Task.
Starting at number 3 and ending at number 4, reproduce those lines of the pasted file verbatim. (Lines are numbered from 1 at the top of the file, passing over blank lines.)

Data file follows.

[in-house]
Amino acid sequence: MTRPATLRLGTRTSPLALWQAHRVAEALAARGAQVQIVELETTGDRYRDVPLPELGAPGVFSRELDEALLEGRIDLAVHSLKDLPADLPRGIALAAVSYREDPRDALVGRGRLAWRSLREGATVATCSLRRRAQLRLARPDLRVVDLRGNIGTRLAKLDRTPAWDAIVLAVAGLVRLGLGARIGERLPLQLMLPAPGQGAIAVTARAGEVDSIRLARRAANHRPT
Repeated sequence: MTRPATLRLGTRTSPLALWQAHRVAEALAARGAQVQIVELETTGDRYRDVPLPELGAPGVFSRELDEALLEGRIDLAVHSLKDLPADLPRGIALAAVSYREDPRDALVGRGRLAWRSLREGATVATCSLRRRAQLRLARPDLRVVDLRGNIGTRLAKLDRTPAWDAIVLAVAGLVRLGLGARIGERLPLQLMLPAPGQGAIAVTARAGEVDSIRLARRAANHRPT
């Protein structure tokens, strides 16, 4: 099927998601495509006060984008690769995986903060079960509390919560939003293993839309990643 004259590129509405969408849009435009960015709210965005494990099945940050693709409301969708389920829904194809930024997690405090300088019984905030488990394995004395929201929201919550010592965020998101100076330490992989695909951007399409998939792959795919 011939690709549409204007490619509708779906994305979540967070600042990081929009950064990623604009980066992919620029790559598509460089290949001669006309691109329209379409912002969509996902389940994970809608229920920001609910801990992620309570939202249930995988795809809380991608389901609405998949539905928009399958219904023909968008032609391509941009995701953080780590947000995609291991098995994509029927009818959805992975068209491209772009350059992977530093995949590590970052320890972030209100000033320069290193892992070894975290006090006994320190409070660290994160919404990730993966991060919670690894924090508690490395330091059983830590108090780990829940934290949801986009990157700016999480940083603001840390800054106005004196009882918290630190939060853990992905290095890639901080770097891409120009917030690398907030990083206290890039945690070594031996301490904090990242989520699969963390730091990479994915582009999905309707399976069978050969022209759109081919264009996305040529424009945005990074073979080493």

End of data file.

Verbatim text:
Repeated sequence: MTRPATLRLGTRTSPLALWQAHRVAEALAARGAQVQIVELETTGDRYRDVPLPELGAPGVFSRELDEALLEGRIDLAVHSLKDLPADLPRGIALAAVSYREDPRDALVGRGRLAWRSLREGATVATCSLRRRAQLRLARPDLRVVDLRGNIGTRLAKLDRTPAWDAIVLAVAGLVRLGLGARIGERLPLQLMLPAPGQGAIAVTARAGEVDSIRLARRAANHRPT
């Protein structure tokens, strides 16, 4: 099927998601495509006060984008690769995986903060079960509390919560939003293993839309990643 004259590129509405969408849009435009960015709210965005494990099945940050693709409301969708389920829904194809930024997690405090300088019984905030488990394995004395929201929201919550010592965020998101100076330490992989695909951007399409998939792959795919 011939690709549409204007490619509708779906994305979540967070600042990081929009950064990623604009980066992919620029790559598509460089290949001669006309691109329209379409912002969509996902389940994970809608229920920001609910801990992620309570939202249930995988795809809380991608389901609405998949539905928009399958219904023909968008032609391509941009995701953080780590947000995609291991098995994509029927009818959805992975068209491209772009350059992977530093995949590590970052320890972030209100000033320069290193892992070894975290006090006994320190409070660290994160919404990730993966991060919670690894924090508690490395330091059983830590108090780990829940934290949801986009990157700016999480940083603001840390800054106005004196009882918290630190939060853990992905290095890639901080770097891409120009917030690398907030990083206290890039945690070594031996301490904090990242989520699969963390730091990479994915582009999905309707399976069978050969022209759109081919264009996305040529424009945005990074073979080493």